The church relied on the Dennis Canon and argued that it was a trust that protected the property for it. That canon provided, in relevant part, that “all real and personal property held by or for the benefit of any Parish, Mission or Congregation is held in trust for [TEC][.]” The parties dispute the trust’s validity under Texas law and its revocability.
The Texas Supreme Court held that under Texas trust law, a trust may be created by any of the following methods: (1) a property owner’s declaration that the owner holds the property as trustee for another person; (2) a property owner’s inter vivos transfer of the property to another person as trustee for the transferor or a third person; (3) a property owner’s testamentary transfer to another person as trustee for a third person; (4) an appointment under a power of appointment to another person as trustee for the donee of the power or for a third person; or (5) a promise to another person whose rights under the promise are to be held in trust for a third person. Id. (citing Tex. Prop. Code § 112.001).
The Texas Supreme Court held that the Dennis Cannon did not create an irrevocable trust that could not revoked:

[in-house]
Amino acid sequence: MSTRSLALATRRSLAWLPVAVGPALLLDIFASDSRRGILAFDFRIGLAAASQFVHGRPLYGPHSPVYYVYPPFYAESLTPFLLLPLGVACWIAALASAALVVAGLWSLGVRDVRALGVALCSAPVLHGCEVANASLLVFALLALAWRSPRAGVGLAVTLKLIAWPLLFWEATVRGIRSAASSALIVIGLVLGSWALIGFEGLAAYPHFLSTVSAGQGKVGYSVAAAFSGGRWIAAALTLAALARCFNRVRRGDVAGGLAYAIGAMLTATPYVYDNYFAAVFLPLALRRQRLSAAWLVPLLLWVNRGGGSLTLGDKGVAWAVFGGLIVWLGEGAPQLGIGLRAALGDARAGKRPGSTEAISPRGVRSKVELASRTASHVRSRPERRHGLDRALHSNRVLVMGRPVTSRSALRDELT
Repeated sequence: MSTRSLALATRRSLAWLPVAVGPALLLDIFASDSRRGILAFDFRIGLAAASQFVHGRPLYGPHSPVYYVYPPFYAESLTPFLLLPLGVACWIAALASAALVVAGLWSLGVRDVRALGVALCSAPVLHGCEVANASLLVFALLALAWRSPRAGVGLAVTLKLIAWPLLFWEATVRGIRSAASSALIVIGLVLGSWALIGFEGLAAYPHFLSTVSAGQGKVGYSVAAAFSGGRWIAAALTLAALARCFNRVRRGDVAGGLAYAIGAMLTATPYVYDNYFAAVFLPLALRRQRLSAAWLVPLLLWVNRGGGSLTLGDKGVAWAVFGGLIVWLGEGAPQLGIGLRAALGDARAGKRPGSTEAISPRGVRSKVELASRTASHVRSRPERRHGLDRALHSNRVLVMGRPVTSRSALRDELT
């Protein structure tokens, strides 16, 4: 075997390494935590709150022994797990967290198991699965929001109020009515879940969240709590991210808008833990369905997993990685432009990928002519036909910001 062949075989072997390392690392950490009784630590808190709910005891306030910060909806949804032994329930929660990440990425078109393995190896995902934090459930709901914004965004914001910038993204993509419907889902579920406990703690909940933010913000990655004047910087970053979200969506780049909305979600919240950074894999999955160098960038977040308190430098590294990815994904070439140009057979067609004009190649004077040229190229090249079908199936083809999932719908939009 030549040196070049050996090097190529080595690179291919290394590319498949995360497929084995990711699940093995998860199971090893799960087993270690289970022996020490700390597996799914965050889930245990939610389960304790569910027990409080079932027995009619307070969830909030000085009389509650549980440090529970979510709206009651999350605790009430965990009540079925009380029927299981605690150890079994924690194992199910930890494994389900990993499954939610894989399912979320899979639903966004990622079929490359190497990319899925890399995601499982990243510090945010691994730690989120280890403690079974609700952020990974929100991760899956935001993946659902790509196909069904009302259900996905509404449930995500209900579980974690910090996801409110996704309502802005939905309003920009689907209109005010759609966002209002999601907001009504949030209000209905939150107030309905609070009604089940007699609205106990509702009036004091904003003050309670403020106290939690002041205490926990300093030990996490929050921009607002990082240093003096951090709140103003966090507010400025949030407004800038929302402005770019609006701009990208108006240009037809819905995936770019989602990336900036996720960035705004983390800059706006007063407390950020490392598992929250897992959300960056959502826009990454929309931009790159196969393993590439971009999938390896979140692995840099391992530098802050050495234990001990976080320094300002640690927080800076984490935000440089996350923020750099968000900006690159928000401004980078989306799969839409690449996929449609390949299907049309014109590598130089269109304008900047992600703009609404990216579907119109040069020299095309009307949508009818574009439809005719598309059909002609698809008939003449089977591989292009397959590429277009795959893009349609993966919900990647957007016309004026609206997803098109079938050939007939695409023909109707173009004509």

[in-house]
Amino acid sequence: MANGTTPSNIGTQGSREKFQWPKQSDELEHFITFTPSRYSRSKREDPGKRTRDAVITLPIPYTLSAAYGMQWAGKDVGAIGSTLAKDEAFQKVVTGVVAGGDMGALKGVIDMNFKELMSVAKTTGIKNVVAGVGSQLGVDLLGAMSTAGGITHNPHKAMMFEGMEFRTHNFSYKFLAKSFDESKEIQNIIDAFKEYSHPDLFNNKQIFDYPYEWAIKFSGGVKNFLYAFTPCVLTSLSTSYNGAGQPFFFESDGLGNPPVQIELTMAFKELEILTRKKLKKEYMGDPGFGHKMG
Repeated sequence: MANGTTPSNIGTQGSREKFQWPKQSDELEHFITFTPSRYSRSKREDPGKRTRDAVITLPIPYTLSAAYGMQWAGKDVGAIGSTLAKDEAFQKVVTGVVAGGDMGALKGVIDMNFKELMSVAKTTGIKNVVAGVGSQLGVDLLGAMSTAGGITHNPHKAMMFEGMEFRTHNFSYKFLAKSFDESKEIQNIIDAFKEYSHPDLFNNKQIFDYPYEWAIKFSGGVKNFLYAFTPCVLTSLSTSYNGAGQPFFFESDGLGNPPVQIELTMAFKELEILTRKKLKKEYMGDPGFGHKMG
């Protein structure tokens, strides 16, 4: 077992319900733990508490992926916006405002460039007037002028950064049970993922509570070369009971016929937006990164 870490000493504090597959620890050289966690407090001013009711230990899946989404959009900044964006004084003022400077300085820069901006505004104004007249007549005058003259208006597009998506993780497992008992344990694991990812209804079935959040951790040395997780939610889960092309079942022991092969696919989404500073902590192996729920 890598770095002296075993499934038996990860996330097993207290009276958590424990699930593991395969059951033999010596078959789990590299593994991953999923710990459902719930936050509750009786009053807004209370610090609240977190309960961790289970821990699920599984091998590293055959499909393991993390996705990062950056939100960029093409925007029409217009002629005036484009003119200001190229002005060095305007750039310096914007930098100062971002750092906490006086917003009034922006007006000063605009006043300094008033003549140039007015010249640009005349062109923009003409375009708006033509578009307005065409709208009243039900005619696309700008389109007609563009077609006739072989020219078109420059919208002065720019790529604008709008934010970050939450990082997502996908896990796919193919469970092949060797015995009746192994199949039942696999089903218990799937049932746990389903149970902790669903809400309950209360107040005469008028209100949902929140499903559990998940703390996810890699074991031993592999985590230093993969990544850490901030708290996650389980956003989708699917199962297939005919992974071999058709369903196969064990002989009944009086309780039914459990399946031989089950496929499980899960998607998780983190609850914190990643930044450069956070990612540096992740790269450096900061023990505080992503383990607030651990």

A trust is created only if the settlor manifests, in writing, an intention to create a trust, and a settlor may revoke a trust “unless it is irrevocable by the express terms of the instrument creating it or of an instrument modifying it.” Id. The court of appeals held that the Dennis Canon is not a valid trust under Texas law because “an entity that does not own the property to be held in trust cannot establish a trust for itself simply by decreeing that it is the beneficiary of a trust.” As to revocability, we held in Masterson and Episcopal Diocese that even assuming the Dennis Canon is a valid trust, it is revocable under Texas law because it was not made expressly irrevocable. Moreover, “[e]ven if the Canon could be read to imply the trust was irrevocable, that is not good enough under Texas law. The Texas statute requires express terms making [the trust] irrevocable.” For the reasons stated by the court of appeals (among others), the Majority Diocese asserts the Dennis Canon is not a valid trust, but even if it were valid, it was revocable and revoked by the 1989 amendment to the Diocesan Constitution and Canons, nearly two decades before this dispute arose. TEC contends the Dennis Canon creates a valid trust and argues it is entitled to possession of the disputed property under that trust for two independent reasons: (1) the 1989 amendment was ineffective to revoke the Dennis Canon trust because, at that time, the Diocesan Constitution and Canons only authorized amendments to the diocese’s canons that were “not inconsistent” with the national church’s constitution and canons and (2) the trust is irrevocable because it is a contractual trust supported by valuable consideration. Neither argument is persuasive. While it is true, as TEC says, that the diocese’s organizational documents prohibited the adoption of canons inconsistent with the national church’s constitution and canons, revocation is not inconsistent with a revocable trust. Moreover, in the twenty years between revocation and eruption of a dispute over the property, TEC lodged no objection to the amended canon and does not now contend the 1989 amendment is invalid for any other reason than purported “inconsistency.” In the alternative, and contrary to our holdings in Masterson and Episcopal Diocese, TEC insists that the Dennis Canon is irrevocable notwithstanding the absence of express language of irrevocability, as required by Texas Property Code section 112.051.… TEC has not identified any provision constraining revocation of the Dennis Canon, so the statutory requirement of express language retains its legal force.